Another reason one can be executed is by conviction for felony murder, for example, when a person is killed by a perpetrator who is committing a robbery. It’s bad enough that a perp rips off a convenience store, but killing the clerk is going too far.
Some people can kill and be acquitted for what jury believes is a good reason, as in the case of Menendez brothers, who killed their father because he abused them. Even though he wasn’t abusing them when they shot him.
The other reality is that persons accused of murder and other crimes can get plea bargains with prosecutors, and “plead down” to a lesser crime. This is less likely in murder case, but it is not unheard of. Of course, the accused must start off with a not guilty plea if he wants to get a trial. But a lot can happen between the arraignment and the trial. Prosecutors want people to pay for their crimes, but trials are risky. A jury might let the accused walk. This may be because the evidence is not as effective as the prosecution hopes. “If the glove don’t fit, you must acquit.”
In any criminal case, there must be a determination of guilt “beyond a reasonable doubt. “A good defense attorney can put enough reasonable doubt in the minds of jurors that they cannot agree to a finding of murder. And this is more of an issue when dealing with the possibility that a murder in the first degree might end up on death row. Even life imprisonment makes many jurors uneasy.
The question can be asked: why is the death penalty used at all? Some proponents are shy about using the biblical argument, asserting that when a person is put to death, the procedure is so intense and horrific that this discourages others from committing murders. Fear of death has a common-sense aspect. Execution could theoretically have the effect of deterring potential perpetrators from doing the deed. But gang members accused of murder often explain that killing is a reality in a wartime situation. And urban life is a perpetual war. Killing also demonstrates the worthiness of a candidate to be welcomes into the gang.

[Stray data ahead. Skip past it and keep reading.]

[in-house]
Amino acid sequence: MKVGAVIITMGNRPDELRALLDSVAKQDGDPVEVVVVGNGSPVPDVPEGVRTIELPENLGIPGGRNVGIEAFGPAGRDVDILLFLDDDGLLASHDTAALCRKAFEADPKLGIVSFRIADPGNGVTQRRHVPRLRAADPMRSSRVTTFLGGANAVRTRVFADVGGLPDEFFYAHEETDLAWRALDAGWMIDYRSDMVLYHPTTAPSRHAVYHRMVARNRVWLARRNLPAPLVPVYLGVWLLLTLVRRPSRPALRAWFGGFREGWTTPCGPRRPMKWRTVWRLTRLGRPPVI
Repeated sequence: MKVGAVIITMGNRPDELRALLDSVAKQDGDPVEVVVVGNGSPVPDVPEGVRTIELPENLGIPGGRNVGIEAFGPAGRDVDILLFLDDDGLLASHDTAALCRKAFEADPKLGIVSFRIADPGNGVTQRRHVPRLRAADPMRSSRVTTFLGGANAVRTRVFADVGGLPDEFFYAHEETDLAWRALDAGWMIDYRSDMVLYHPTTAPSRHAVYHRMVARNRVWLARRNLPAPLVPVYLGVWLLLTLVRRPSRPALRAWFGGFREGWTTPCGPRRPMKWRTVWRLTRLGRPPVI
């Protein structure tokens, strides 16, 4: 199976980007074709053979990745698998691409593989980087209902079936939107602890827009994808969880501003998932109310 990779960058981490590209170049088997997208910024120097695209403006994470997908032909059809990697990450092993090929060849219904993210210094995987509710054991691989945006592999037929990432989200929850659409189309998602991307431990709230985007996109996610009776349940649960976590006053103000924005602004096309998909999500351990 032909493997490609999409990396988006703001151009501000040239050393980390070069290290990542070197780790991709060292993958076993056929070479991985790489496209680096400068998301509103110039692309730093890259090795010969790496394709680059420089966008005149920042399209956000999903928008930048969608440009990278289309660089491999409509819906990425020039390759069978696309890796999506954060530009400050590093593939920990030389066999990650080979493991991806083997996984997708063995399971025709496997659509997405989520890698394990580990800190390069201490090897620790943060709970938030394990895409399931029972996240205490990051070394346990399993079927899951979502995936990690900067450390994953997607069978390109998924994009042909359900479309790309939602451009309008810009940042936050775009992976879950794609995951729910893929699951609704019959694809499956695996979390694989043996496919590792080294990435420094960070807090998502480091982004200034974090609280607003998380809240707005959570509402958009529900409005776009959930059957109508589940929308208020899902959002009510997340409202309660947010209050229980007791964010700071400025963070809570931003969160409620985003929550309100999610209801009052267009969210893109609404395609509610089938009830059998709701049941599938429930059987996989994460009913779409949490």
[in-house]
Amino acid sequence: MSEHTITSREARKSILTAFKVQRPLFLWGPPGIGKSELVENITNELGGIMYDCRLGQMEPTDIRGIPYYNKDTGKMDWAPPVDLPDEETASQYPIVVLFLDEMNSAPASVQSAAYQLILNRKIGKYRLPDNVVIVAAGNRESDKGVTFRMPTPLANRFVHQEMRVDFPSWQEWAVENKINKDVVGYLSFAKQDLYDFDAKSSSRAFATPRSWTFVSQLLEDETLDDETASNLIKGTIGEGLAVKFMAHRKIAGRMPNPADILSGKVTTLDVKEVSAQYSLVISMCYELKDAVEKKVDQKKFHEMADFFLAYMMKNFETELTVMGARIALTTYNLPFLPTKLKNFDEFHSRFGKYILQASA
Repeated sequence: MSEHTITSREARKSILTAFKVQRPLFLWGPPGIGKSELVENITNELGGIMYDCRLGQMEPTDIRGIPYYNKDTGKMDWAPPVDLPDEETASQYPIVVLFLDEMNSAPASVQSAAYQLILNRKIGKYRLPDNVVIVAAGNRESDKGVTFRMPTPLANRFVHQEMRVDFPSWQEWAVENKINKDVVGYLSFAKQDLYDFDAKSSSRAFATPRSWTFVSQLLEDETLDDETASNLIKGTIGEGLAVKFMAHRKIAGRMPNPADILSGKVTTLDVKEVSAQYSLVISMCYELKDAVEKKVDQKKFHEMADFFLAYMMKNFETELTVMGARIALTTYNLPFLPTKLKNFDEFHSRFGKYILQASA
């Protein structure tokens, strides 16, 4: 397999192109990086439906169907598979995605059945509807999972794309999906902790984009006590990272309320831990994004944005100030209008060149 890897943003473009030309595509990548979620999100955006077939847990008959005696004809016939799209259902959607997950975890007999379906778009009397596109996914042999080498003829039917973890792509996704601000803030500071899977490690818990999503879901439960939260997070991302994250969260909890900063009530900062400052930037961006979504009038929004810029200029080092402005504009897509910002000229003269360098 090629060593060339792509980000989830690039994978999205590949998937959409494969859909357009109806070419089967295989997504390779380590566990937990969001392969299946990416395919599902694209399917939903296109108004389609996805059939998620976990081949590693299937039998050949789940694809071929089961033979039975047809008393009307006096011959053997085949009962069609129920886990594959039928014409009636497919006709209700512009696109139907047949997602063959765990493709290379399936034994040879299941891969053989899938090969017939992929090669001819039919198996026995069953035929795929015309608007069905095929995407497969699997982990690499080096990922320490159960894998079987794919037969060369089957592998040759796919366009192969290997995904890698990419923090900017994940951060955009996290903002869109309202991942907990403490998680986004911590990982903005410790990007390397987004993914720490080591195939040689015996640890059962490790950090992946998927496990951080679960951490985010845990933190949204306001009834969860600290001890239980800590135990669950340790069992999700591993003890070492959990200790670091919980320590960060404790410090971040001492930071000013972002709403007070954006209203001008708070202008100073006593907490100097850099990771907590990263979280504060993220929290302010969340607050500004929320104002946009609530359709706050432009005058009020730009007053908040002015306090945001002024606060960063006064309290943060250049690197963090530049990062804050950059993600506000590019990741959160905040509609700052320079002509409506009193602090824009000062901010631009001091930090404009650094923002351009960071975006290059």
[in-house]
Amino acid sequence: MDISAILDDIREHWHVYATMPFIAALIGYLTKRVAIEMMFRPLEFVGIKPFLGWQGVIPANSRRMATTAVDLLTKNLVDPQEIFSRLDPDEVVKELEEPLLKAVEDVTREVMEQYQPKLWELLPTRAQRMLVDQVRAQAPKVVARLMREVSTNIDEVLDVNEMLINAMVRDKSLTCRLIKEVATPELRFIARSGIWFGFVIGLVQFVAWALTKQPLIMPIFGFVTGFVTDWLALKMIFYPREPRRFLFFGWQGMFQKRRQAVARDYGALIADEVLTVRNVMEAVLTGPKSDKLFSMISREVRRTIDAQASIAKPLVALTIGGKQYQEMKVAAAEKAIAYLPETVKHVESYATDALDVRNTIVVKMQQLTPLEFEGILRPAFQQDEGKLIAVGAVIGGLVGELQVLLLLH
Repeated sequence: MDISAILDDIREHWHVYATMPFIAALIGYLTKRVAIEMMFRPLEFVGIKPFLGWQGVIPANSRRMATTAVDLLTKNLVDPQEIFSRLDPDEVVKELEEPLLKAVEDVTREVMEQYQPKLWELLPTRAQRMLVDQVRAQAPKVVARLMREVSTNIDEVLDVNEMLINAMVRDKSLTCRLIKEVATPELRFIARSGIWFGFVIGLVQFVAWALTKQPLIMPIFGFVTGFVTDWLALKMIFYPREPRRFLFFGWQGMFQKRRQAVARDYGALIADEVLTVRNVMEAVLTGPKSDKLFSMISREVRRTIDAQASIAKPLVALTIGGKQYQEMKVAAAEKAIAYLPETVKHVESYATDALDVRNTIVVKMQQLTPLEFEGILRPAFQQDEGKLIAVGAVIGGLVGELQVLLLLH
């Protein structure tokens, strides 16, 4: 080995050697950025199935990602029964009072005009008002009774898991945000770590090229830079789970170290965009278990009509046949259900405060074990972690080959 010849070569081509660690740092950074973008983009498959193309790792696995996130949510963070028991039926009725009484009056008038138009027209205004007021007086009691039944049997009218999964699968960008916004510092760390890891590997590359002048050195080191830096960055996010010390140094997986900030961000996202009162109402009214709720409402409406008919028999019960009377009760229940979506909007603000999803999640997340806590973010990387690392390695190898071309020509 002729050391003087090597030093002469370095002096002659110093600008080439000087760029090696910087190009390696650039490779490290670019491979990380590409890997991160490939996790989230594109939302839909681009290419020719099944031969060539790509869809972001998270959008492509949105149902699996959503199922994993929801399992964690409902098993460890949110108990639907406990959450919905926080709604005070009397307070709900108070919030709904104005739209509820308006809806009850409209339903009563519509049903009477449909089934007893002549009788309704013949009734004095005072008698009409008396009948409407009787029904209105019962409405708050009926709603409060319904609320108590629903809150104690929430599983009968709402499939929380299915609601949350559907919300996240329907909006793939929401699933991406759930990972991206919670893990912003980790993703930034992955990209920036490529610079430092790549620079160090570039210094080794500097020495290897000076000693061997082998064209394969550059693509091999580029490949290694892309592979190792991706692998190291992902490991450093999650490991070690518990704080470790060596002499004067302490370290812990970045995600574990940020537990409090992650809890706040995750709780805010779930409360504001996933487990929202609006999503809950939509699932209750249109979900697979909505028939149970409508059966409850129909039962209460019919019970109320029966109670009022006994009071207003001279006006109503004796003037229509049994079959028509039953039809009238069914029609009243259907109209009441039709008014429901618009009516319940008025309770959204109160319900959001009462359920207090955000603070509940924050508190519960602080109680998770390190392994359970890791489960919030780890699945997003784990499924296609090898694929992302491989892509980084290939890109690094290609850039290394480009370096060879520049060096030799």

The method of execution is also a factor. Formerly, when states used hanging or the electric chair, the process was considered so horrific that people might be dissuaded from killing. But the extreme nature of the method was also used by opponents of the death penalty as evidence of its barbarity as a form punishment. Few people would be able to witness a hanging or electrocution. But the argument pro and con has been lessened, because both hanging and electrocution have been abolished in favor of a humane and more sanitized version of lethal injection of anesthetic agents and muscle relaxants that cause paralysis of the muscles, and cardiac arrest. The offender is rendering the offender unconscious in a few seconds.